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About AZLaurie

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  • Birthday August 22

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    Southern Arizona
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    Photography: birds and an eclectic variety of other subjects. Also an avid, life-long Buffalo Bills fan and mental health advocate.

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  1. AZLaurie

    Good Camera For Beginning Birder?

    Glad I could help, FF. I bought the monopod at the same time as my tripod and thought I had wasted my money. I didn't see any benefit from it at all. I've gotten some great shots when I haven't had time to set up my tripod or had it with me. Leaning has allowed me to do that. I've had shoulder and elbow injuries which have prevented me from being able to use my better camera (Canon 7D Mark II) because of it's weight, plus the lenses, so I've experimented with the monopod. When I walk around with it, I keep it attached to the camera with the leg collapsed. That way, when I see a quick bird I only have to drop and snap the leg and I'm ready to shoot. My left arm has been in a sling for 5 months. I am able to move about and still shoot because of it. There's not much of a learning curve. Just take it out and play with it. I upgraded to my current camera from my first DSLR, a Canon T3i, about a year ago. I figure out something new about it every day. I was completely self-taught so I had just gotten the hang of the T3i (FIVE YEARS LATER) when I tossed myself to the wolves. :-) I'm finding the best way to learn is to simply try different things. I usually keep a little notebook in my pocket and jot down the settings, etc, I've used for a shot, then readjust the camera, take the notes and shoot the same scene. Then I have something with which to compare when I look at the shots. Last tip about that...don't delete in camera. It will help you keep your notes organized. It's so easy to delete oodles at a time on your computer. The one recommendation I would make to improve your tripod shots even more is to use a remote. Wireless remotes usually have to be used from the front. Occasionally, they'll work from the side. I use a wired remote. Pressing the shutter button, even if the camera is firmly attached and tightened, still gives enough of a vibration to make the difference between a great shot and an incredible one. The one thing I would look for YouTube videos on would be different ways to adjust your camera's focus (although it's hard for me to learn that way). Every camera is different. Mine has about a zillion different ways. I shoot a lot in Madera Canyon in SE Arizona and more and more photographers there have my camera. I pick their brains all the time about settings, etc. Photographers are a friendly bunch. The largest camera club in the state is in my town, yet there wasn't anyone yet with my equipment. So I hang out where I can find people who like to shoot what I do. They tend to have kits similar to mine . So shoot, shoot, shoot. Experiment, mess around, play with all the do-dads. Unless you're doing this professionally at this point, the whole idea of engaging in this wonderful hobby is to have fun. You don't have to always practice and learn on birds, either. Shoot everything and anything. Fire hydrants in the shade, fire hydrants in the sun. Moving cars. Raindrops. Dew. All sorts of moving or inanimate objects under every possible condition. It's not like you're wasting any film! Let's hear it for technology!! If you're interested, there's a wonderful international photo journal site called blipfoto.com. The skills of the members range from professional to novice. There's no pressure. The site is literally owned by the members. There are amazing bird, landscape, portrait, street, you name it, photographers on the site who are always willing to share. I love the community. In a couple of days I will hit my 2500th consecutive post [blip]. You can check out my journal at https://blipfoto.com/laurie54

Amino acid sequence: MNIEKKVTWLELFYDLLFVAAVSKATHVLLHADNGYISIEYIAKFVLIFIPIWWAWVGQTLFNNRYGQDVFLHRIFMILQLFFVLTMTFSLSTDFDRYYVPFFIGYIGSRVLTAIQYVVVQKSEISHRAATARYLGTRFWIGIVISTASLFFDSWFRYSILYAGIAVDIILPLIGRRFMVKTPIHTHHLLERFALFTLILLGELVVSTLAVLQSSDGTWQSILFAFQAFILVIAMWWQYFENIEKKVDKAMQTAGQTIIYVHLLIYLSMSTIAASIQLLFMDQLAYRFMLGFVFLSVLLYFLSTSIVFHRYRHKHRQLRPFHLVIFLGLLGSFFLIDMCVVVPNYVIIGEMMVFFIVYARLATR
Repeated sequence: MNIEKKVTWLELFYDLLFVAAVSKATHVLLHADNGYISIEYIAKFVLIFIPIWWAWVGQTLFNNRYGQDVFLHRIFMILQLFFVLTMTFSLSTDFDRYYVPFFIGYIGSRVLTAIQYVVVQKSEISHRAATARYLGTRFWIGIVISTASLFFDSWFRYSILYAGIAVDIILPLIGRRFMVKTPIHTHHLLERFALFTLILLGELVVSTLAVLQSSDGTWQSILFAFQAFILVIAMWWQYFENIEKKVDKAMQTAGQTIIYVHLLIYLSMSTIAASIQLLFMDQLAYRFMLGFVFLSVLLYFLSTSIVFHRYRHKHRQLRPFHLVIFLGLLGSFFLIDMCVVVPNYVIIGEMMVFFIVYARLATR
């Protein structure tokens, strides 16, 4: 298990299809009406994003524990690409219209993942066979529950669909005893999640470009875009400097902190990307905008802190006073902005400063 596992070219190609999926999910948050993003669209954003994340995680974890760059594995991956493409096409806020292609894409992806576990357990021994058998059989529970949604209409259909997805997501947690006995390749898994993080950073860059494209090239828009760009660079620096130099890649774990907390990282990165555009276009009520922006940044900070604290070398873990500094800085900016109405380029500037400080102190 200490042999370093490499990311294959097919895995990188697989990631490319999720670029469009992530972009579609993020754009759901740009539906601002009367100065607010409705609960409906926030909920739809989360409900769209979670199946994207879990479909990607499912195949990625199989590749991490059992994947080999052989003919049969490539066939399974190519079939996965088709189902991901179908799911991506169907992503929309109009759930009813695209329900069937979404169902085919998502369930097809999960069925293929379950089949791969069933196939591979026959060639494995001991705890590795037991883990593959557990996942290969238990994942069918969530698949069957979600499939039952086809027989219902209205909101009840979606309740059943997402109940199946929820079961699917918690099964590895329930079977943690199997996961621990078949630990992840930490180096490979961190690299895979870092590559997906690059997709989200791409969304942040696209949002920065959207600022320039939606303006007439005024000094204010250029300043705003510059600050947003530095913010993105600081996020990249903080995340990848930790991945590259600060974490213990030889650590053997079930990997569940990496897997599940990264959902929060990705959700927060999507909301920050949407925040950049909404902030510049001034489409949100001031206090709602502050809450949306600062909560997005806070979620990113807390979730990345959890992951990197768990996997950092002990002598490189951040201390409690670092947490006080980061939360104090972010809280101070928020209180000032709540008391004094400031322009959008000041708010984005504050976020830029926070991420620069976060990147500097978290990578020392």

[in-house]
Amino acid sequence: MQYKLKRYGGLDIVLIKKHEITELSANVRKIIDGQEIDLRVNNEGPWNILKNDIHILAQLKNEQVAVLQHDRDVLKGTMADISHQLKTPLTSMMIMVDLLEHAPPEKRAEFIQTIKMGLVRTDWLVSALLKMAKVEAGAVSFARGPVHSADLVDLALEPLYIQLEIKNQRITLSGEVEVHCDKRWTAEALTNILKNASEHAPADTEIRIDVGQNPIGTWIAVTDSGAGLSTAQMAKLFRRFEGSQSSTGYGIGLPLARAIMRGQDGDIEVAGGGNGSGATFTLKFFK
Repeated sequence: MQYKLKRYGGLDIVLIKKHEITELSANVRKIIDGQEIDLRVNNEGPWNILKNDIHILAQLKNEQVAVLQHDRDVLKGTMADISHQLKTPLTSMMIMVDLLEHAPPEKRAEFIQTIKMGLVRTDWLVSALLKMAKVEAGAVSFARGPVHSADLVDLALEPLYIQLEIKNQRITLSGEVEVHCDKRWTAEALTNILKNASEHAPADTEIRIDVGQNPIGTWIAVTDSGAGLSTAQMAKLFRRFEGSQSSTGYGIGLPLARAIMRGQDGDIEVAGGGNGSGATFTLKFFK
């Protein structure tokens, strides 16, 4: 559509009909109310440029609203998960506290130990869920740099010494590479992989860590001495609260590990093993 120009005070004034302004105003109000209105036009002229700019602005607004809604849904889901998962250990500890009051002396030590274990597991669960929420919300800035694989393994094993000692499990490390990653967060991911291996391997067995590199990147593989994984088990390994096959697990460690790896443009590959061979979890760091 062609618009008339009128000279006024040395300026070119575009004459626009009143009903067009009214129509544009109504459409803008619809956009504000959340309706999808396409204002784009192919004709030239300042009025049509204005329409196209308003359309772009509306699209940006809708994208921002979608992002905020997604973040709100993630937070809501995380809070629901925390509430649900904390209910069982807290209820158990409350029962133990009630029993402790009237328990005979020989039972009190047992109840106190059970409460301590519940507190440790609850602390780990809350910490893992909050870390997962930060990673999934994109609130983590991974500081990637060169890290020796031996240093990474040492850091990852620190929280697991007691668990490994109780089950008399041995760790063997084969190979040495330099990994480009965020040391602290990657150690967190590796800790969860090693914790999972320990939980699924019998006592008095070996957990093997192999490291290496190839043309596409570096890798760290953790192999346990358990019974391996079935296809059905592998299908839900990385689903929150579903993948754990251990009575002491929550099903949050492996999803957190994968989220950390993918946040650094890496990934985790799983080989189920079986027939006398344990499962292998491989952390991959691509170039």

2. AZLaurie

    Good Camera For Beginning Birder?